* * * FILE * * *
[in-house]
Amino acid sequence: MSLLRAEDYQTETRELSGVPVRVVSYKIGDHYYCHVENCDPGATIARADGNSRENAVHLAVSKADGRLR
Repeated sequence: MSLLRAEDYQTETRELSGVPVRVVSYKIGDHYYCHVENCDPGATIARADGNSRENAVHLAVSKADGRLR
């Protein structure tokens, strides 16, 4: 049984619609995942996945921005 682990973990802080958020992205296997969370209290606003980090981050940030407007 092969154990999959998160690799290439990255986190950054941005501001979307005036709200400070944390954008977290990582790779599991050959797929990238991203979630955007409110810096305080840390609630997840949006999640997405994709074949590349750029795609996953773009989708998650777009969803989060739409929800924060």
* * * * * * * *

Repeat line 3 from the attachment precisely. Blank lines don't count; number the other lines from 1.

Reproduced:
Repeated sequence: MSLLRAEDYQTETRELSGVPVRVVSYKIGDHYYCHVENCDPGATIARADGNSRENAVHLAVSKADGRLR